This is the foremost question many women ponder sitting bored at a dance event.
“Why do I have to wait for someone to ask me to dance?”
You don’t! Get up out of your chair, cruise the floor, make yourself visible, walk over to a likely man and ask, “May I have a dance.” Admittedly, for a woman, or even a man, this takes a bit of courage. The fact is every person at this event has come to dance. The likelihood is strong that that you won’t be refused. This is the rule: you must dance with someone who requests. You must dance at least one dance; it is simply polite.
However, there are a few polite excuses. Like “I am so sorry, I just refused that other person, and immediately I cannot accept from you. Anyways, I just danced 19 songs in a row, and I have to sit down for a second. Please ask me again later.”
When you receive a “yes, I would love to,” it’s an idea to introduce yourself. You could say “I’m just a beginner, so please be gentle.” Most men are flattered to be asked, and are pleased as punch to give the ladies a hand. On the other hand, most women are flattered to be asked, and are pleased as pansies to give the man a hand.
When you’re done, say thank you, and drag (escort) the lady back to her seat, unless she is grabbed en-route by some other eager man. If your dance with this person was not a particularly satisfying experience, resist offering advice, or if you really want to help, be brief. Try to be pleasant and even upbeat; recall your learning period. Avoid saying “Don’t ask me again, especially until you’ve learned how to step on the floor, not my feet”.
Beginner dancers are shy and embarrassed and therefore deterred from freely asking a stranger for a dance. It may feel comfortable and secure to always dance with your regular partner, but it’s like the blind leading the blind. As with any new experience, beginners must persevere to climb this platform and reach a higher level. Beginners should ask more experienced dancers because here they will find consideration and guidance. More experienced dancers should offer dances to starters in a spirit of mentorship. It builds confidence on both sides.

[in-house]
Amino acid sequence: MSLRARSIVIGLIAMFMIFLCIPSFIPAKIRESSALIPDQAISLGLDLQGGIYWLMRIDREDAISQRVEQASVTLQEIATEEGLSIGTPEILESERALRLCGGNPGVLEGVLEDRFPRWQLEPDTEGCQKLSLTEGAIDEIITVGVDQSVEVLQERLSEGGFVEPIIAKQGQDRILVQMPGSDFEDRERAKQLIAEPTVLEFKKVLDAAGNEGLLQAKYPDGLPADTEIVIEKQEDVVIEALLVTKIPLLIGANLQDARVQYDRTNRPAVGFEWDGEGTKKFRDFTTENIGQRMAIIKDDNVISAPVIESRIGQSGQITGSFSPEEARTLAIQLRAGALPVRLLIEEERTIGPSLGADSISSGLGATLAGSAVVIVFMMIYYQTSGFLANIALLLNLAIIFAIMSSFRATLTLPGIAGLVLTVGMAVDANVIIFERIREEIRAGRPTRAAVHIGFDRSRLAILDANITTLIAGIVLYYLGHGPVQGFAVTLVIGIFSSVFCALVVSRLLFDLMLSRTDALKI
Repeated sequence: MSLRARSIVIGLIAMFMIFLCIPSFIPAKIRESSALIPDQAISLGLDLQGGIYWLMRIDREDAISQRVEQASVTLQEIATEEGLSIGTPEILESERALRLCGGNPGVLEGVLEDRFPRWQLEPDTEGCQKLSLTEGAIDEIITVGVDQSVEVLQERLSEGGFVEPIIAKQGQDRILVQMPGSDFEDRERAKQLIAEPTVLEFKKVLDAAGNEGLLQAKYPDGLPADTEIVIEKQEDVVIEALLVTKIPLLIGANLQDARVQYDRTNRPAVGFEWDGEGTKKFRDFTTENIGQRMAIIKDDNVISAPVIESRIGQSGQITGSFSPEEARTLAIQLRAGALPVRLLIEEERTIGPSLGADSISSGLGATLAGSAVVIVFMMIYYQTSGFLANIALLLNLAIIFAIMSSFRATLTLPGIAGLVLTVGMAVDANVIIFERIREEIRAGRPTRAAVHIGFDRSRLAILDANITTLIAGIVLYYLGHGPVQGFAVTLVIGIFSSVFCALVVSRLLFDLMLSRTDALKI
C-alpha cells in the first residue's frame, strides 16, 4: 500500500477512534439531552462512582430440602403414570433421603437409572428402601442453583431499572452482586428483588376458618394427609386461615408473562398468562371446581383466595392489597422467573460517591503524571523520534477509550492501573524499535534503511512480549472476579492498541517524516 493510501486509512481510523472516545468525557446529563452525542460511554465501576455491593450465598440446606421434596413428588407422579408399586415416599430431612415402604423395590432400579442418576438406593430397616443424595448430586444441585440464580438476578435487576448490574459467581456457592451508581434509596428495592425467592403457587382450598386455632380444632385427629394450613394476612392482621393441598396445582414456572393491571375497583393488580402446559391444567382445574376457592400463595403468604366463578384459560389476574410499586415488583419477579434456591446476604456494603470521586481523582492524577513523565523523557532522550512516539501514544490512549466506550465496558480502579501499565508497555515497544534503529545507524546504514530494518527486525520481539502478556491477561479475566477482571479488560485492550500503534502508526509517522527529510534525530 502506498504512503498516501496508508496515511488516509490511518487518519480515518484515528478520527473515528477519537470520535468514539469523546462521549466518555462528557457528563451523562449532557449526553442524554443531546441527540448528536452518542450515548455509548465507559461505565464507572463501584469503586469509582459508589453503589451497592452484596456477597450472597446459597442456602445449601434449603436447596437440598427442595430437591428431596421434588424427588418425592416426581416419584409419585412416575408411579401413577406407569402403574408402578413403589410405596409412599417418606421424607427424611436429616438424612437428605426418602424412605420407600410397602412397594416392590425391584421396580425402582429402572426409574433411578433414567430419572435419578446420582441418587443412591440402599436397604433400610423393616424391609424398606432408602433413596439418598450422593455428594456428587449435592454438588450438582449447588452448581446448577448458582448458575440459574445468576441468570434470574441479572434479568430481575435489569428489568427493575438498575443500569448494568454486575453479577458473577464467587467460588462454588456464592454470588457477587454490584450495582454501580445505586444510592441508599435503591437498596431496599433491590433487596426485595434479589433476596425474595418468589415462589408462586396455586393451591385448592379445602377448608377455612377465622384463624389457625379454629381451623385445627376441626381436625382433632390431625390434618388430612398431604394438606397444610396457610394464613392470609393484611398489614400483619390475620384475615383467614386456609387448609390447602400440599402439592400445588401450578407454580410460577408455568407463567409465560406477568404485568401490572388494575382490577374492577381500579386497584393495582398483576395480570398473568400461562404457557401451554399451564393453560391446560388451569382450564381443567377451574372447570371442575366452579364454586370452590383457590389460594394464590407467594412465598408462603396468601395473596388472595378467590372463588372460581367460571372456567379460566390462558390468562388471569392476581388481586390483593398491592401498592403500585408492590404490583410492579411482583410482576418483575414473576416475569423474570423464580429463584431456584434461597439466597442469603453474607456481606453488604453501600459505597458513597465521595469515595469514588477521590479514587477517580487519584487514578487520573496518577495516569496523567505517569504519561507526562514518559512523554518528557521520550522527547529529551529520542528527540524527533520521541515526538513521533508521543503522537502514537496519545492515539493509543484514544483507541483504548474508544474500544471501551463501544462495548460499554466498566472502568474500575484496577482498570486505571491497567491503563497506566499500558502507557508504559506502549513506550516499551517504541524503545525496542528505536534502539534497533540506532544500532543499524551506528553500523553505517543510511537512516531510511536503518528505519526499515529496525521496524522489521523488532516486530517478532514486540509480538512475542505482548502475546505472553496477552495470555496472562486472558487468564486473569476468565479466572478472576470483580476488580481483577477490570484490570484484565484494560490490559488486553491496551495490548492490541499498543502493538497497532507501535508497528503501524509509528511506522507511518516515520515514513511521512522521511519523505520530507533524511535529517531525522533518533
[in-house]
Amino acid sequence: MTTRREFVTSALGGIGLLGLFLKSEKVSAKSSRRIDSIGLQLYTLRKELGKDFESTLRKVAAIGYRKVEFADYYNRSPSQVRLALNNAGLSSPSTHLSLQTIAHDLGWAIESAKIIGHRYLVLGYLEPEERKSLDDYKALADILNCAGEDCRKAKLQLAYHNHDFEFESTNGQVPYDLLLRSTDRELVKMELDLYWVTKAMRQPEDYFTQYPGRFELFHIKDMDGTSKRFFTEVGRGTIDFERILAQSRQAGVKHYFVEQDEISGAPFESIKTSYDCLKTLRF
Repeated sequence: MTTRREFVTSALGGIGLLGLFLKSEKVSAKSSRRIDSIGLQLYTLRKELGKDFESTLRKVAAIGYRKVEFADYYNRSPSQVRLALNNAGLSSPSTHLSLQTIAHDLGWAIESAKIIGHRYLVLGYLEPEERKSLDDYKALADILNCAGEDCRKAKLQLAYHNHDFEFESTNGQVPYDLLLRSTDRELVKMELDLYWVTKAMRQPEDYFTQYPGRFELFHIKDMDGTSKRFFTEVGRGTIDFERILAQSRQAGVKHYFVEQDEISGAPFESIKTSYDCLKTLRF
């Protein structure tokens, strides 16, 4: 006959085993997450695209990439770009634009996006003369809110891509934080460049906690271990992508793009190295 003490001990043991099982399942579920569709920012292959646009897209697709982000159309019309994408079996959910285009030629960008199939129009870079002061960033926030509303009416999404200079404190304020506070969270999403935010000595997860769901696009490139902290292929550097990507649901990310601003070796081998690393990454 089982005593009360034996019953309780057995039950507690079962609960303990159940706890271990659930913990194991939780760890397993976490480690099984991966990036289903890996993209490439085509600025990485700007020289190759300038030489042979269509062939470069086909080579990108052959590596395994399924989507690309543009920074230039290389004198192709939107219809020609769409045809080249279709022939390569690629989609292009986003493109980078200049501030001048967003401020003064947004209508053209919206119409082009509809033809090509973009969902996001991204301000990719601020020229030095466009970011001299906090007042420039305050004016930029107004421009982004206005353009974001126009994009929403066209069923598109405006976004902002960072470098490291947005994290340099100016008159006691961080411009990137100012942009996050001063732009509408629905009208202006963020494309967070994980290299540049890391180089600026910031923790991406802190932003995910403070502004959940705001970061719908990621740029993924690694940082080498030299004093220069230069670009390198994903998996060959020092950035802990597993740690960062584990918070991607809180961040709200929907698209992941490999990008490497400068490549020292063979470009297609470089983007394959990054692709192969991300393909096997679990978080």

A dance is a social event. Make new friends, get acquainted, and arrange a rendez-vous. That’s a fancy word for dance practice. You’re not yet being invited to meet the parents. You’re being invited to assist the other person to facilitate the learning process at a workshop or an evening of dance. You will both benefit by being more competent and confident. This applies strongly to couples as well; when you meet another couple, dance with them.
If you are going to ask the other person on a dance “date”, advice for that is whole other subject. Dance patterns for a date event are the same, however tread carefully with the emotion patterns.
See you on the parquet. That’s a fancy word for “Enjoy dancing”.
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